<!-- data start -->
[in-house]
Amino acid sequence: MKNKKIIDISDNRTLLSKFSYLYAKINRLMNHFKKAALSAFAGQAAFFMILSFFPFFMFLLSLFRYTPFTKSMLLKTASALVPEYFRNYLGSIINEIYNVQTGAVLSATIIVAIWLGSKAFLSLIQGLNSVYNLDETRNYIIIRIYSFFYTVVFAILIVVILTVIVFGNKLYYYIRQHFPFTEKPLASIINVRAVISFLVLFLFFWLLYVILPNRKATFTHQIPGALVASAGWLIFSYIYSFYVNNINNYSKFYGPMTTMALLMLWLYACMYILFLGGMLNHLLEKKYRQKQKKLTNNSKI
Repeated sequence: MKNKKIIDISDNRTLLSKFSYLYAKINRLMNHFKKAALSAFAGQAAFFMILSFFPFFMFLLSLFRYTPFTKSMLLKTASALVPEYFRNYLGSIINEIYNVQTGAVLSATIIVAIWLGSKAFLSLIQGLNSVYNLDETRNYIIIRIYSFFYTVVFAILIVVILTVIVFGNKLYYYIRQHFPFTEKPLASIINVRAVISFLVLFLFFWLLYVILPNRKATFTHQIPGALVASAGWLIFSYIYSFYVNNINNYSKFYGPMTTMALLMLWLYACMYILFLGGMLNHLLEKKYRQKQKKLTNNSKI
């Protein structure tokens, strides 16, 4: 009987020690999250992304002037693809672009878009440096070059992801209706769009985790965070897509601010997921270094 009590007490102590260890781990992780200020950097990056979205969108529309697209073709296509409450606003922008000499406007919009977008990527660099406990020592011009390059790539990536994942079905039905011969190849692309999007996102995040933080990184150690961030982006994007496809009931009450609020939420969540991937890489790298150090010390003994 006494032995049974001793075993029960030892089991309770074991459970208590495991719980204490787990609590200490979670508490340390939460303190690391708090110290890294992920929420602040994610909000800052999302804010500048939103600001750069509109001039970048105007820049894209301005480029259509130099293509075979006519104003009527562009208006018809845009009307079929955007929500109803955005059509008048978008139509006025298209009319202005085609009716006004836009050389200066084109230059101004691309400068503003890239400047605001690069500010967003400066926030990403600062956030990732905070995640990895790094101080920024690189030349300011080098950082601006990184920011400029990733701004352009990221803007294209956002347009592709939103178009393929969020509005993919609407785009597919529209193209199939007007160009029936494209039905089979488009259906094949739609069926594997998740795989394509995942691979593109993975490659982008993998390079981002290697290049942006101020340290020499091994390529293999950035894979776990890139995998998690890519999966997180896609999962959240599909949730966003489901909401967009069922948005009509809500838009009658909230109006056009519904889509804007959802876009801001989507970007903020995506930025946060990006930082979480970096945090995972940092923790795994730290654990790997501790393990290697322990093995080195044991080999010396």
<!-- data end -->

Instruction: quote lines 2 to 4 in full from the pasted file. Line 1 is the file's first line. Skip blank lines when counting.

Amino acid sequence: MKNKKIIDISDNRTLLSKFSYLYAKINRLMNHFKKAALSAFAGQAAFFMILSFFPFFMFLLSLFRYTPFTKSMLLKTASALVPEYFRNYLGSIINEIYNVQTGAVLSATIIVAIWLGSKAFLSLIQGLNSVYNLDETRNYIIIRIYSFFYTVVFAILIVVILTVIVFGNKLYYYIRQHFPFTEKPLASIINVRAVISFLVLFLFFWLLYVILPNRKATFTHQIPGALVASAGWLIFSYIYSFYVNNINNYSKFYGPMTTMALLMLWLYACMYILFLGGMLNHLLEKKYRQKQKKLTNNSKI
Repeated sequence: MKNKKIIDISDNRTLLSKFSYLYAKINRLMNHFKKAALSAFAGQAAFFMILSFFPFFMFLLSLFRYTPFTKSMLLKTASALVPEYFRNYLGSIINEIYNVQTGAVLSATIIVAIWLGSKAFLSLIQGLNSVYNLDETRNYIIIRIYSFFYTVVFAILIVVILTVIVFGNKLYYYIRQHFPFTEKPLASIINVRAVISFLVLFLFFWLLYVILPNRKATFTHQIPGALVASAGWLIFSYIYSFYVNNINNYSKFYGPMTTMALLMLWLYACMYILFLGGMLNHLLEKKYRQKQKKLTNNSKI
């Protein structure tokens, strides 16, 4: 009987020690999250992304002037693809672009878009440096070059992801209706769009985790965070897509601010997921270094 009590007490102590260890781990992780200020950097990056979205969108529309697209073709296509409450606003922008000499406007919009977008990527660099406990020592011009390059790539990536994942079905039905011969190849692309999007996102995040933080990184150690961030982006994007496809009931009450609020939420969540991937890489790298150090010390003994 006494032995049974001793075993029960030892089991309770074991459970208590495991719980204490787990609590200490979670508490340390939460303190690391708090110290890294992920929420602040994610909000800052999302804010500048939103600001750069509109001039970048105007820049894209301005480029259509130099293509075979006519104003009527562009208006018809845009009307079929955007929500109803955005059509008048978008139509006025298209009319202005085609009716006004836009050389200066084109230059101004691309400068503003890239400047605001690069500010967003400066926030990403600062956030990732905070995640990895790094101080920024690189030349300011080098950082601006990184920011400029990733701004352009990221803007294209956002347009592709939103178009393929969020509005993919609407785009597919529209193209199939007007160009029936494209039905089979488009259906094949739609069926594997998740795989394509995942691979593109993975490659982008993998390079981002290697290049942006101020340290020499091994390529293999950035894979776990890139995998998690890519999966997180896609999962959240599909949730966003489901909401967009069922948005009509809500838009009658909230109006056009519904889509804007959802876009801001989507970007903020995506930025946060990006930082979480970096945090995972940092923790795994730290654990790997501790393990290697322990093995080195044991080999010396």